Two years ago, Los Angeles Times architecture critic Christopher Hawthorne, writing in Architectural Record, lamented the “shrinking fraternity” of fellow newspaper critics focusing on the built environment. “At American dailies,” he wrote, “there are fewer than a dozen writers covering architecture with any regularity, and perhaps just four or five full-time critics.” The Dallas Morning News, however, is bucking the trend. In April, Mark Lamster, an editor at Architectural Review and contributing editor for Design Observer, will become the newspaper’s architecture critic. Lamster’s position is a partnership with the University of Texas at Arlington; he’ll teach a graduate seminar at the university and work on long-term research projects. He succeeds the late David Dillon, who served as architecture critic at the News for 25 years. He died in 2010. A native New Yorker, Lamster, 43, has written two books: Master of Shadows (Nan A. Talese, 2009), a political biography of the artist Peter Paul Rubens, and Spalding’s World Tour (PublicAffairs, 2006), about a group of all-star baseball players who toured the globe in the late 19th century. He is currently working on a biography of architect Philip Johnson.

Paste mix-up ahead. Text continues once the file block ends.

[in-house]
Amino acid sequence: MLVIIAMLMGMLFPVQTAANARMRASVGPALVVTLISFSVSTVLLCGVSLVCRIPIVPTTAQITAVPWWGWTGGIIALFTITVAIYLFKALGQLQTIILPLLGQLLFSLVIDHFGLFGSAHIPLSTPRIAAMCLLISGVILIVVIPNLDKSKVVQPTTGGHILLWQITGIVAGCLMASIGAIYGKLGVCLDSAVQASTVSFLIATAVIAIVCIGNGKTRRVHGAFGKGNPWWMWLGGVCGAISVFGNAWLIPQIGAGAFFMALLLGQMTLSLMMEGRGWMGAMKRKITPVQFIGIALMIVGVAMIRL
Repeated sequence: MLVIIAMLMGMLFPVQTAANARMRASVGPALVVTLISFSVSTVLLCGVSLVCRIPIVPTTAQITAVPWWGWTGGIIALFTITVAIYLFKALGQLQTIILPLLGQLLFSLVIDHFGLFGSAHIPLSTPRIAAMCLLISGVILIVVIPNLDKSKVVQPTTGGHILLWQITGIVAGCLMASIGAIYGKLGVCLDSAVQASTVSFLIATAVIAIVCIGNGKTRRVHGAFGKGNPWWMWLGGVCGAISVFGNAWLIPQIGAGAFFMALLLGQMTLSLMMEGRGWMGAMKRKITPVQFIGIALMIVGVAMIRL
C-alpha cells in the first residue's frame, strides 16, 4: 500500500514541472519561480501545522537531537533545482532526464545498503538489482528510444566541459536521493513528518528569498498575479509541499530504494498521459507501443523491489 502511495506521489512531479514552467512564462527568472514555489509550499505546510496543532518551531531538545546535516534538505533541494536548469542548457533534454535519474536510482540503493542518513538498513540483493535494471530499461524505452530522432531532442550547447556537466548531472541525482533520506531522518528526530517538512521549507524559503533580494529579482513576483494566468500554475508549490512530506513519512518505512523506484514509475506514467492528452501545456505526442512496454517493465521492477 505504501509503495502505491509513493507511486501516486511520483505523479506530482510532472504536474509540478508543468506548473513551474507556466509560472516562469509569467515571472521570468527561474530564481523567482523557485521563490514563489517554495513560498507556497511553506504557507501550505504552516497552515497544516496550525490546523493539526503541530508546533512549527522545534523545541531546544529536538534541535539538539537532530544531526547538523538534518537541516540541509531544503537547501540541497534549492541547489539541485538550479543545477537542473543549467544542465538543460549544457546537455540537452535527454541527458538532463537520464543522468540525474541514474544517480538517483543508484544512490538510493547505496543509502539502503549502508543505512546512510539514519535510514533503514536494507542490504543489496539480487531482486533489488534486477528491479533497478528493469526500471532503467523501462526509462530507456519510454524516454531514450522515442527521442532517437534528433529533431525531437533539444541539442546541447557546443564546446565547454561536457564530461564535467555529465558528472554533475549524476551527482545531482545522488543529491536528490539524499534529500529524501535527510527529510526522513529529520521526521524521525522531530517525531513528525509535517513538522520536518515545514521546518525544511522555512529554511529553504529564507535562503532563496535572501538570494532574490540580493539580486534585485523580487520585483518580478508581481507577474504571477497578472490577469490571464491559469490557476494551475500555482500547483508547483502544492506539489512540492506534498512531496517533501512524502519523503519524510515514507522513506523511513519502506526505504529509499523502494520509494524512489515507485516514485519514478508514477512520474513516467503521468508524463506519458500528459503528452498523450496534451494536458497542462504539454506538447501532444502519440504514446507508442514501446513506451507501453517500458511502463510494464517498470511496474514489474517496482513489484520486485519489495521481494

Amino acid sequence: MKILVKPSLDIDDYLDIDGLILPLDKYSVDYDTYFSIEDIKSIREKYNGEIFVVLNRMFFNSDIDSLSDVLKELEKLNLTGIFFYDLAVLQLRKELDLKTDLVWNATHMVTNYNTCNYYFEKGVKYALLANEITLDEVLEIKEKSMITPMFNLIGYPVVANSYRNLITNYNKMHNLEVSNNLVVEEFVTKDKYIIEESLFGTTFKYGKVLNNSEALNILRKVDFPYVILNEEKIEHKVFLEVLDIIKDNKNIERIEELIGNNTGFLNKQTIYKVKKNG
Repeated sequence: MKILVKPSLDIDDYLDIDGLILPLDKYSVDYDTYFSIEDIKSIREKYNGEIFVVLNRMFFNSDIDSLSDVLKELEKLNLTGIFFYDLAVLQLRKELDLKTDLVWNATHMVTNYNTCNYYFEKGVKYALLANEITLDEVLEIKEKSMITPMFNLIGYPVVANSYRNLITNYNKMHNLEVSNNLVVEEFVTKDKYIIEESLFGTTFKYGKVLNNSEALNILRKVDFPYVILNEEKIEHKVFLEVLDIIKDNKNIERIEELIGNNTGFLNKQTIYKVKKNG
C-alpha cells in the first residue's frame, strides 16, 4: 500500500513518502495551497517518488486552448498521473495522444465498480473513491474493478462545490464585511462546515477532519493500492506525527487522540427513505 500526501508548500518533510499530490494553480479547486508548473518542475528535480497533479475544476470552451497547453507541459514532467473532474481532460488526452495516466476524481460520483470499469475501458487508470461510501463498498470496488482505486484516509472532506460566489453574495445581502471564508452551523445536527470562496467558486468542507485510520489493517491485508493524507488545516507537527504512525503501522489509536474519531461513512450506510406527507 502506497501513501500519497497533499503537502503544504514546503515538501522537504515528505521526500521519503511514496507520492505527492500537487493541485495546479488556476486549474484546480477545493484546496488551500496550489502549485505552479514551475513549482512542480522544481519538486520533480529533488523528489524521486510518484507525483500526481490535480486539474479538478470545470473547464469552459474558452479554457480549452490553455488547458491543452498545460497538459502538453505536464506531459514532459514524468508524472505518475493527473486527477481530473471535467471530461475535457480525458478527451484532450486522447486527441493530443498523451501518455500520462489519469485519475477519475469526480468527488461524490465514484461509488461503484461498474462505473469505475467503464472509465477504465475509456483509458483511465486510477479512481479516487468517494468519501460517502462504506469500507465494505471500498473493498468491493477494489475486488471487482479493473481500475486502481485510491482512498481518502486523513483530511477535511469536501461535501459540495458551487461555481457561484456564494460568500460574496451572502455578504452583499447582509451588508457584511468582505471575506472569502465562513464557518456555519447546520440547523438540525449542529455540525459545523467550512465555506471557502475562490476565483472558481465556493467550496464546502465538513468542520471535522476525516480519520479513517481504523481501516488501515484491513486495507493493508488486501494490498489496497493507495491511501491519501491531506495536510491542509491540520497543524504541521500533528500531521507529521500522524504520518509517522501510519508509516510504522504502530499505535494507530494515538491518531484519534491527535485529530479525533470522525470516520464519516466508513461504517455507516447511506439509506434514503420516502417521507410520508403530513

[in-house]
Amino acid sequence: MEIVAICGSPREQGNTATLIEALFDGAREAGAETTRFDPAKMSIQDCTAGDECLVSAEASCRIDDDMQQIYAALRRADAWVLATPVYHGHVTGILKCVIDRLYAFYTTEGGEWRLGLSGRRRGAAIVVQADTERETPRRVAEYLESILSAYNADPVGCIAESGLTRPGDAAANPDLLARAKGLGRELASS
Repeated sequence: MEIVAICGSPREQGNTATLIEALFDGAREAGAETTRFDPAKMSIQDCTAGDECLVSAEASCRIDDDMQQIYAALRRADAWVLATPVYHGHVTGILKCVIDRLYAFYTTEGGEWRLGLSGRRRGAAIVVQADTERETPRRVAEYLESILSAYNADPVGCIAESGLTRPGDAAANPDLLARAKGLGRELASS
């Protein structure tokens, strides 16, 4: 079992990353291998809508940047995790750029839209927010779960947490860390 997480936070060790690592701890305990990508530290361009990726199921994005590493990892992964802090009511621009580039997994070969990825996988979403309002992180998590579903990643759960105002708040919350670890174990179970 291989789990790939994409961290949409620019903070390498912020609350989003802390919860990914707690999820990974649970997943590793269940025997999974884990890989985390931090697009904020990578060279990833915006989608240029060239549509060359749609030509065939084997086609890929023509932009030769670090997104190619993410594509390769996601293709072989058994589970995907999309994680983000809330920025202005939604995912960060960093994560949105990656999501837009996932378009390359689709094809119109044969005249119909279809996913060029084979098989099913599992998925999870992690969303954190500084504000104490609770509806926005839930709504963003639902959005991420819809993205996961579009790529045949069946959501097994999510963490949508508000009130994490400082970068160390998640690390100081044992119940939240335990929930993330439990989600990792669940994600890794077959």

Architecture critics at daily newspapers are a dying breed these days. Why is the Dallas Morning News going against the grain?